Doses of a human gut microbe helped to reverse behavioral problems in mice with autism-like symptoms, researchers report today in Cell. The treatment also reduced gastrointestinal problems in the animals that were similar to those that often accompany autism in humans.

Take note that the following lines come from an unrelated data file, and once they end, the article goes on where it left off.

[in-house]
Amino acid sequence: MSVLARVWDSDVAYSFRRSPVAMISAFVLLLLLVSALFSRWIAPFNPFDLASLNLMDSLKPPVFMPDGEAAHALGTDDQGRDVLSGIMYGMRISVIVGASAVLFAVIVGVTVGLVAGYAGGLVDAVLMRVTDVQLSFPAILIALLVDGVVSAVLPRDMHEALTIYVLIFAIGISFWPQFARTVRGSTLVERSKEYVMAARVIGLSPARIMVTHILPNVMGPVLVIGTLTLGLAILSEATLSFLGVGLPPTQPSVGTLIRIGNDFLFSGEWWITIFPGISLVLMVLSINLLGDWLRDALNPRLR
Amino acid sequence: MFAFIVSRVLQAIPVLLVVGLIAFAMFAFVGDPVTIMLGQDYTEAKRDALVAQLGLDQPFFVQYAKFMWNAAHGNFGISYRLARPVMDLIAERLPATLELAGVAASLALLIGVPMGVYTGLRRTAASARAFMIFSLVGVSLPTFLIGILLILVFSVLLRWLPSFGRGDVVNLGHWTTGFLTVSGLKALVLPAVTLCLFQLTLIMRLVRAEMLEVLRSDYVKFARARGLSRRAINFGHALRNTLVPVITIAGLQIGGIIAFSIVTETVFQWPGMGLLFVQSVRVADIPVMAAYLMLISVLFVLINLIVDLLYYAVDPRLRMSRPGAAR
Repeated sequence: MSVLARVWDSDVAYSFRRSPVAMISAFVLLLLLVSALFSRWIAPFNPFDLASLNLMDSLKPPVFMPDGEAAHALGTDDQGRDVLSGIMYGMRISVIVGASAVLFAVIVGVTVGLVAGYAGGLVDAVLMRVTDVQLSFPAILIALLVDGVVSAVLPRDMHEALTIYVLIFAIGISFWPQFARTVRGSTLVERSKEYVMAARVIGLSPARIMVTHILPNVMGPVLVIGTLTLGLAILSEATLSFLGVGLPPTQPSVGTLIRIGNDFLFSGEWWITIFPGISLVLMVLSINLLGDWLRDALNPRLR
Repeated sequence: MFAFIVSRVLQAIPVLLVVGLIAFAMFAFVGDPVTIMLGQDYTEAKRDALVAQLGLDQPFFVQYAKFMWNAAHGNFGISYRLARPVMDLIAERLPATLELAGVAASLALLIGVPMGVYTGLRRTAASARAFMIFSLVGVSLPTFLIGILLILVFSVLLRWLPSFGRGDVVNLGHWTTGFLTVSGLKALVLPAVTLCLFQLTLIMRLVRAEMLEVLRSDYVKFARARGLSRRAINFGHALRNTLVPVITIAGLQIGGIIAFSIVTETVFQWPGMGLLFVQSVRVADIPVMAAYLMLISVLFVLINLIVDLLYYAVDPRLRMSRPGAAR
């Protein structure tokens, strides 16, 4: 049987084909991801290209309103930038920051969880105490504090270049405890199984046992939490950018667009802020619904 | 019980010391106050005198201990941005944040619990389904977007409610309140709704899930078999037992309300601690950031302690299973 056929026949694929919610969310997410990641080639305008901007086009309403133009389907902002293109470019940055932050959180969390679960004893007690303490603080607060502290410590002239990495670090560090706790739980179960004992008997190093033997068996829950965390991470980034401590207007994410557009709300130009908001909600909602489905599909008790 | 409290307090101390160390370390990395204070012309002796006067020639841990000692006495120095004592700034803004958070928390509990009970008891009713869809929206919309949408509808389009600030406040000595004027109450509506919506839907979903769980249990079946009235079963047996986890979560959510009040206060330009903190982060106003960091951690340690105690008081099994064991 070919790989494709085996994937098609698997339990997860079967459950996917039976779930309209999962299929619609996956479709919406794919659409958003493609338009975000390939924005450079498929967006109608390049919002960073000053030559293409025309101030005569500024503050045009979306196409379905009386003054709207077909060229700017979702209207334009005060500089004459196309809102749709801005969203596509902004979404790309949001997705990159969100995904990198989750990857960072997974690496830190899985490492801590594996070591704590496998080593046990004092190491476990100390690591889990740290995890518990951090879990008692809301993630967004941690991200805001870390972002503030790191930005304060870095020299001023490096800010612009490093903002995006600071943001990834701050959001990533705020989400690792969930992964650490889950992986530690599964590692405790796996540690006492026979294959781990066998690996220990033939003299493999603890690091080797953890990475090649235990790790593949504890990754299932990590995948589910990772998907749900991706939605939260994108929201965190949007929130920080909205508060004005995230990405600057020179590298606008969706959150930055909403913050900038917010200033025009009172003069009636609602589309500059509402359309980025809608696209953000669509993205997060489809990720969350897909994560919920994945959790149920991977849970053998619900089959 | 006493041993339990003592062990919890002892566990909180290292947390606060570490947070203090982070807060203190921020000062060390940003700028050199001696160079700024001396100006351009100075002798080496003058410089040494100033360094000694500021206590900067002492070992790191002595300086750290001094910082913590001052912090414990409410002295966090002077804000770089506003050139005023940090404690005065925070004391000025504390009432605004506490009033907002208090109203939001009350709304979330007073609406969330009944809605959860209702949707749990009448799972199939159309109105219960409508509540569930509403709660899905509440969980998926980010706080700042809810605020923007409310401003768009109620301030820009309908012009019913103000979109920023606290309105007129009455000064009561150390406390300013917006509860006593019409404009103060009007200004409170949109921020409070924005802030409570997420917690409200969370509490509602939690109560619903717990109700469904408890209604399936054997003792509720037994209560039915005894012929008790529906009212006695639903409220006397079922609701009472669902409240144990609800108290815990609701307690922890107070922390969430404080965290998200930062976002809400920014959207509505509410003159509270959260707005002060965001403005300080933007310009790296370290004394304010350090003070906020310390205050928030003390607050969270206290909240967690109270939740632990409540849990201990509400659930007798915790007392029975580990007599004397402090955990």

The work builds on previous research by Paul Patterson, a neurobiologist at the California Institute of Technology (Caltech) in Pasadena. In 2012, he and his team created mice with autism-like symptoms by injecting a chemical that mimics viral infection into pregnant mice; those animals then bore offspring that were less sociable and more anxious than wild-type animals. The autistic mice also had 'leaky guts', in which the walls of the intestine break down and allow substances to leak through. Several studies have found that humans with autism are also more likely to have gastrointestinal disorders, suggesting that the two problems may be linked.
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